• Carry the Right Insurance Identify the types of insurance that will be important to you (medical, automobile, short-term disability, etc. and find a plan with a manageable premium. It can be nice to know you have a little safety net if things suddenly go wrong.  
  • Build an Emergency Fund It is generally accepted that you should have a small savings fund which could cover about three to six months of living expenses. This will help mitigate the risk of loss of work which could occur for many different reasons.
  • Diversify Investments By investing in various markets, you can ride out any short-term changes in any singular marketplace. As they say, don’t put all your eggs in one basket.
  • Limit Debt Be careful of how much you spend on credit cards and think carefully before taking on any loans. What can start as a temporary fix could quickly spiral out of control and result in expense risks.
  • Stay Healthy One of the most common causes of personal bankruptcy is ill health due to the large medical bills associated with the care of diseases. Take the time and spend the energy to keep yourself healthy – it will pay off in the long run.
  • Do Your Due Diligence When you make any sort of financial decision, big or small, be sure to read the fine print and truly understand what you are committing to.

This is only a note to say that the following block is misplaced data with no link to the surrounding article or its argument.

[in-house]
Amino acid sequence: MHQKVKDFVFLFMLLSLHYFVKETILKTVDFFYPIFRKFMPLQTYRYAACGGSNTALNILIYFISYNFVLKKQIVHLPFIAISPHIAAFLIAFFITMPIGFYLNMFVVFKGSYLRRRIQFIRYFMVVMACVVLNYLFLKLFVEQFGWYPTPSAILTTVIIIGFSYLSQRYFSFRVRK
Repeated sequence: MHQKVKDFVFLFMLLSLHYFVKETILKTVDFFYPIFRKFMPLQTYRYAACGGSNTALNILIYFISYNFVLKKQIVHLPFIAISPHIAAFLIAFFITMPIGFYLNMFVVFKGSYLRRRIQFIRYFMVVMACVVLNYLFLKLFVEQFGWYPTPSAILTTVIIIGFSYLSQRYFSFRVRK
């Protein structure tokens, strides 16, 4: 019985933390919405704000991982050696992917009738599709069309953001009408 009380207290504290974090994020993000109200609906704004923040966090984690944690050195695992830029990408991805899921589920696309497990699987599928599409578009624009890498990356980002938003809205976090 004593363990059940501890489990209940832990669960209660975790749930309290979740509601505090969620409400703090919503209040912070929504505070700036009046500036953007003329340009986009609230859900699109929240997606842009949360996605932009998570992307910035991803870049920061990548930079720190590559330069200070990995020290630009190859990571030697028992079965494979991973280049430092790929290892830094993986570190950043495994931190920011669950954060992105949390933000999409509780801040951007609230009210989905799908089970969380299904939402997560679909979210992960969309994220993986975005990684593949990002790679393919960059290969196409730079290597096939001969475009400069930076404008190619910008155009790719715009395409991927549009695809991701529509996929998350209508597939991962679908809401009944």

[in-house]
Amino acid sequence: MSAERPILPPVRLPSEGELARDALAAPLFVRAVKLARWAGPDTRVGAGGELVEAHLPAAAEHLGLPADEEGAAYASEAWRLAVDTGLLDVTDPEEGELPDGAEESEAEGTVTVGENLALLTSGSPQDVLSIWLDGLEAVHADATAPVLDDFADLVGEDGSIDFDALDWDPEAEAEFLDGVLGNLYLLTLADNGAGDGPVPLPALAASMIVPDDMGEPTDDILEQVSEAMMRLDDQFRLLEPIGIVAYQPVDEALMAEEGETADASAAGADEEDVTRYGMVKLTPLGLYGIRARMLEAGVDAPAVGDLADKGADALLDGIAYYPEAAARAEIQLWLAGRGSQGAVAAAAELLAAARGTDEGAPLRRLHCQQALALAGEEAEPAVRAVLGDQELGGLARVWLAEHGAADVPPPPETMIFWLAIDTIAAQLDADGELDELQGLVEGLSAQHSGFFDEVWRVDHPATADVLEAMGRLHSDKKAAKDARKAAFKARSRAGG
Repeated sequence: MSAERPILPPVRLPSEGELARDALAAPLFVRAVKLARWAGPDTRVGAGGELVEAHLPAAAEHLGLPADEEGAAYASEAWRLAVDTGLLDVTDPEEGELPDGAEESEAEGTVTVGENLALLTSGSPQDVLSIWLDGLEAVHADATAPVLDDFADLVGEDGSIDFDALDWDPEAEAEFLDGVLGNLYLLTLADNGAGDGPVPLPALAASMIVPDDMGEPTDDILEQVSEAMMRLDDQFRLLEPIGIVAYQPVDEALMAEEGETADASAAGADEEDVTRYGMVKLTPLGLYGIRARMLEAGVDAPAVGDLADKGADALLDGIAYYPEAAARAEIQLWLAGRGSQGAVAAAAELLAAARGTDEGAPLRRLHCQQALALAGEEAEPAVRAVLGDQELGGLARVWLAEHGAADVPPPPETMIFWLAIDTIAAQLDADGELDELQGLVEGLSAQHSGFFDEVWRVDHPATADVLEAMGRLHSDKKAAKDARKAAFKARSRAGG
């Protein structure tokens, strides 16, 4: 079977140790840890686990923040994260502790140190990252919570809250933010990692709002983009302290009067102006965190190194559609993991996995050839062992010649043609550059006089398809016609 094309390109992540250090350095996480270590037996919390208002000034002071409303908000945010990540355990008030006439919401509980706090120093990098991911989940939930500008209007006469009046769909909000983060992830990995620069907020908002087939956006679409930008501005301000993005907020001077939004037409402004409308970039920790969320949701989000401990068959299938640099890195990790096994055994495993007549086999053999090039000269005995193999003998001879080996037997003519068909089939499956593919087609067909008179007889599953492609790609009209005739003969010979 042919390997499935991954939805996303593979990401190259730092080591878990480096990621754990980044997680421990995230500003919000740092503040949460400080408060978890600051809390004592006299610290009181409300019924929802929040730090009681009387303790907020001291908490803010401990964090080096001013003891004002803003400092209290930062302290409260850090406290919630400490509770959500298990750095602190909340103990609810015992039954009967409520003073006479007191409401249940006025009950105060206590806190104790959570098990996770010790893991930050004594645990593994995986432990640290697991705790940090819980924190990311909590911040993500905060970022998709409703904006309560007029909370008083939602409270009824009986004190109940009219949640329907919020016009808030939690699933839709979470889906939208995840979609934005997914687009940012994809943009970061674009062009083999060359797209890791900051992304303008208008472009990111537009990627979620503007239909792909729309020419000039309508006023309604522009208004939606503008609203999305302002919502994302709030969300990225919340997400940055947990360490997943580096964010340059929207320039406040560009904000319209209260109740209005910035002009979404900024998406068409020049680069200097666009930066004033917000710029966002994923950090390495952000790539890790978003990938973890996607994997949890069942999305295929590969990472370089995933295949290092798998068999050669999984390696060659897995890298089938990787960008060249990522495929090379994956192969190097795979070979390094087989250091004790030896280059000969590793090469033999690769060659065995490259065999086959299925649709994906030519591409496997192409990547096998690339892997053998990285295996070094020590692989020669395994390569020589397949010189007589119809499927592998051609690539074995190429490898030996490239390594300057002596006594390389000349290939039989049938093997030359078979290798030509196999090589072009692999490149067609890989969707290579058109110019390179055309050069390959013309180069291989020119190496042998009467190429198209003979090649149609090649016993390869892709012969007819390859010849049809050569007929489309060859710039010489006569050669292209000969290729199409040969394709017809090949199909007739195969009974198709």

Why Risk Management is Important

Hopefully, by now you have developed an innate understanding of why financial risk management is important for the sake of your personal finances. However, if you need a few more reasons laid out, here they are:

  1. Risk management helps you prepare for the unexpected. While we cannot plan for everything that will happen to us, we can try to minimize the effects felt by such circumstances.
  2. It can protect your family. Should anything happen to you; such as death, unemployment, medical accident or disease; your family will be taken care of and not left with extreme debts or financial hardships.
  3. It protects your financial status. Similar to the last, your financial status will be safer if you have a plan in place to handle unexpected situations. Many circumstances can impact your finances and risk management will help you ride out those changes.

As you can see, risk management can give you peace of mind and allow you to weather the proverbial storms with a controlled amount of damage.

The above can also illuminate why risk management is important for business as well. In a corporate environment, risk management strategies help to protect the company as a whole as well as employees from unexpected financial impacts. Just as in personal finance, preparing for specific scenarios helps a business to withstand any hardships that may come their way and allow them to come out the other side.

Hopefully, at this point, you understand and have taken to heart just how important risk management actually is. If so, the next step is to develop your risk management plan for your investment portfolio. While it is possible to accomplish this on your own, it is a lengthy process with multiple factors and some people may find it useful to work with a financial advisor to help create not only their risk management strategy but an overarching financial plan as well. Pure Financial is here to help with your financial needs, whatever they may be! Our portfolio of services and quality advisors would love to help you reach your financial goals as a means of achieving your dreams. Speak with an advisor, today!